Professor Bart Currie

Director, RHDAustralia; Team leader, Tropical and Emerging Infectious Diseases

Qualifications:

Bachelor of Medicine and Bachelor of Surgery, University of Melbourne, 1978; Fellow, Royal Australasian College of Physicians, 1985; Fellow of the Australian Faculty of Public Health Medicine, Royal Australasian College of Physicians, 1990; Diploma of Tropical Medicine and Hygiene, London School of Tropical Medicine and Hygiene, 1985.

Approved level of HDR supervision at Charles Darwin University:

Principal Supervisor for PhD

Location:

Darwin - Royal Darwin Hospital campus

Biography:

On moving to Darwin more than 25 years ago, Professor Currie was initially head of the Menzies Clinical Division and now leads the Tropical and Emerging Infectious Diseases team within the Global and Tropical Health Division. Concurrently, Prof. Currie is also an infectious diseases physician at the Royal Darwin Hospital and since 2000 Professor in Medicine at the Northern Territory Medical Program, Flinders University. He is also Adjunct Professorial Fellow, Charles Darwin University and Adjunct Professor, College of Public Health, Medical and Veterinary Sciences, James Cook University. In late 2012 he took over as director of RHDAustralia, based at Menzies.

Prof. Currie’s passion is in coordinating links between clinicians, public health colleagues and other service providers, laboratory scientists and community.

The research Prof. Currie has been involved in has targeted improving prevention and treatment of specific illnesses usually through a better understanding of the underlying disease processes.

Prof. Currie was head of the Biomedical Program of the former Cooperative Research Centre (CRC) for Aboriginal and Tropical Health and an initial program leader of the Biomedical Program of the subsequent CRC for Aboriginal Health. Collaborations across Central and Northern Australia and with clinical and scientific colleagues elsewhere in Australia and overseas have resulted in 530 peer-reviewed publications.

Prof. Currie has peer reviewed grants for the NHMRC since the 1990s and has peer reviewed for 48 journals, including The Lancet, The New England Journal of Medicine and a range of PLoS and BMC open access journals.

Prof. Currie has supervised 16 successfully completed PhDs and 7 Master by Research students.

 

  1. Wiersinga, W. J., Currie, B. J., & Peacock, S. J. (2012). Medical progress: Melioidosis. New England Journal of Medicine, 367(11), 1035-1044.
  2. Parameswaran, U., Baird, R. W., Ward, L. M., & Currie, B. J. (2012). Melioidosis at royal darwin hospital in the big 2009-2010 wet season: Comparison with the preceding 20 years. Medical Journal of Australia, 196(5), 345-348.
  3. Currie, B. J., Ward, L., & Cheng, A. C. (2010). The epidemiology and clinical spectrum of melioidosis: 540 cases from the 20 year darwin prospective study. PLoS Neglected Tropical Diseases, 4(11).
  4. Currie, B. J., & McCarthy, J. S. (2010). Permethrin and ivermectin for scabies. New England Journal of Medicine, 362(8), 717-725.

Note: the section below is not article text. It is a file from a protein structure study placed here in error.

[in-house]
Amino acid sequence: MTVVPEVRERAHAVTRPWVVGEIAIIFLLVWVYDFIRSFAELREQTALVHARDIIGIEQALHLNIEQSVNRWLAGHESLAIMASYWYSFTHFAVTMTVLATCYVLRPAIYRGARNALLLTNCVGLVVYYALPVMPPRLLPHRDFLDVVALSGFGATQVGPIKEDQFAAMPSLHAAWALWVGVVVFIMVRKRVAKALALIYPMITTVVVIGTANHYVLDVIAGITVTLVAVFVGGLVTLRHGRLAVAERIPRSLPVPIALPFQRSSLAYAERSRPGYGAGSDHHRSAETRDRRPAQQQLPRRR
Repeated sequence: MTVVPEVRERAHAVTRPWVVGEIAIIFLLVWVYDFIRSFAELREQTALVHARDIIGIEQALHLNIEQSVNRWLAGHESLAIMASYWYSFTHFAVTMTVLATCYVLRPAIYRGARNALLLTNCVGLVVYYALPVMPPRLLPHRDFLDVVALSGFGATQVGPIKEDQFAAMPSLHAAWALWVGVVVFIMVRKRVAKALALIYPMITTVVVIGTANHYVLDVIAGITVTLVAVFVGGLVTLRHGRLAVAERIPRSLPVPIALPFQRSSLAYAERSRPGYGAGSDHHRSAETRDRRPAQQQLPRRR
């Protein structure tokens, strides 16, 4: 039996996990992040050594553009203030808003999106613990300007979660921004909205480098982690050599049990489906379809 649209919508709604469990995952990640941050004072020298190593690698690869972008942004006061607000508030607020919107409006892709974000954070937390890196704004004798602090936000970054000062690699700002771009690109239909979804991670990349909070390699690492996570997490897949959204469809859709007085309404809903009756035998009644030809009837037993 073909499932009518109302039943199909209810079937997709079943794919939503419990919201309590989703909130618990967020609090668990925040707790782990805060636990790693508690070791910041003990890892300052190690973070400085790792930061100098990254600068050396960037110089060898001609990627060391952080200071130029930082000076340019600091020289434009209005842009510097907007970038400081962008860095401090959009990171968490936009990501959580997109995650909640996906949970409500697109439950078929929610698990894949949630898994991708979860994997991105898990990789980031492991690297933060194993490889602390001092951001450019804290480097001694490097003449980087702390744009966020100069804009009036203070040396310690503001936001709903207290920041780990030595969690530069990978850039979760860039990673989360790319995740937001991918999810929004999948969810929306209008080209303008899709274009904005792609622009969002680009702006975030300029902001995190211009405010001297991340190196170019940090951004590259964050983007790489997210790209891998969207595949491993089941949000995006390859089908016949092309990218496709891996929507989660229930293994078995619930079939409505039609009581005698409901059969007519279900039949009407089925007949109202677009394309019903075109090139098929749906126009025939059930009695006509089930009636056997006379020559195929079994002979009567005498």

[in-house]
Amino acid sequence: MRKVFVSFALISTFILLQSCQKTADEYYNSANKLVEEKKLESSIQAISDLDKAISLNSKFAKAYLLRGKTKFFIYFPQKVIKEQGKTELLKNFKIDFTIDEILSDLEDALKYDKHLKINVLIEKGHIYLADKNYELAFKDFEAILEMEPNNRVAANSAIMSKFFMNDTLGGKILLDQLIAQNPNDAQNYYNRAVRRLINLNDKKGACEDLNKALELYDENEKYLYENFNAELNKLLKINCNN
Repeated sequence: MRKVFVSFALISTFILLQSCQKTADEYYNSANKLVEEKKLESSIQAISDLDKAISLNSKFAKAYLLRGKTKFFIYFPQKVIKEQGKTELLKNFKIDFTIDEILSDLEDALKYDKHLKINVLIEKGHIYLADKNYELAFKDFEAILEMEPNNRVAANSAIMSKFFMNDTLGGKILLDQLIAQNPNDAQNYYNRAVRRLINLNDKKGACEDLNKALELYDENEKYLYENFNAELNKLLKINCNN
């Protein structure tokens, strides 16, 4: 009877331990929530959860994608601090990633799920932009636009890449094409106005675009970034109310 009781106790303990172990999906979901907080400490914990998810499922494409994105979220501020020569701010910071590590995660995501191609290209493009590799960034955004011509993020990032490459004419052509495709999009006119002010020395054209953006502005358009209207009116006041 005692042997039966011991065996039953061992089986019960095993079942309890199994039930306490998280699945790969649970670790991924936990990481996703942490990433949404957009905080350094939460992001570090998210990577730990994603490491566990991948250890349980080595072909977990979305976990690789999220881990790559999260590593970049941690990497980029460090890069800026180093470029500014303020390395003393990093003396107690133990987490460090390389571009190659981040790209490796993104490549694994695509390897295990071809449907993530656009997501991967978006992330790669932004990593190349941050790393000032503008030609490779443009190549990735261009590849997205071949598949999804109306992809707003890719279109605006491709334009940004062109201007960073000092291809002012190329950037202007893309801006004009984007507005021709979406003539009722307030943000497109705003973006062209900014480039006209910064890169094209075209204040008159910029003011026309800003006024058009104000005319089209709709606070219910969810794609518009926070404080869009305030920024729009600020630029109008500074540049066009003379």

5. Currie, B. J., Haslem, A., Pearson, T., Hornstra, H., Leadem, B., Mayo, M., et al. (2009). Identification of melioidosis outbreak by multilocus variable number tandem repeat analysis. Emerging Infectious Diseases, 15(2), 169-174.
  6. Currie, B. J. (2006). Group A streptococcal infections of the skin: Molecular advances but limited therapeutic progress. Current Opinion in Infectious Diseases, 19(2), 132-138.
  7. Currie, B. J. (2006). Treatment of snakebite in Australia: The current evidence base and questions requiring collaborative multicentre prospective studies. Toxicon, 48(7), 941-956.
  8. McDonald, M., Currie, B. J., & Carapetis, J. R. (2004). Acute rheumatic fever: A chink in the chain that links the heart to the throat? Lancet Infectious Diseases, 4(4), 240-245.
  9. Currie, B. J., Harumal, P., McKinnon, M., & Walton, S. F. (2004). First documentation of in vivo and in vitro ivermectin resistance in Sarcoptes scabiei. Clinical infectious diseases : an official publication of the Infectious Diseases Society of America, 39(1), e8-12.
  10. Currie, B. J. (2004). Snakebite in tropical Australia: A prospective study in the "top end" of the Northern Territory. Medical Journal of Australia, 181(11-12), 693-697.
Click here to view more Bart Currie publications in PubMed.
  1. MRSA shifting from hospitals to community

    MRSA shifting from hospitals to community

    Date

    MJA InSight Issue 42 / 30 October 2017 - The epidemiology of methicillin-resistant Staphylococcus aureus (MRSA) has changed, and efforts to control transmission must also shift to include community settings as well as more traditional hospital surveillance and control programs, according to the authors of research published in the MJA.

  2. HOT NORTH: A community of excellence in tropical medicine

    HOT NORTH: A community of excellence in tropical medicine

    Date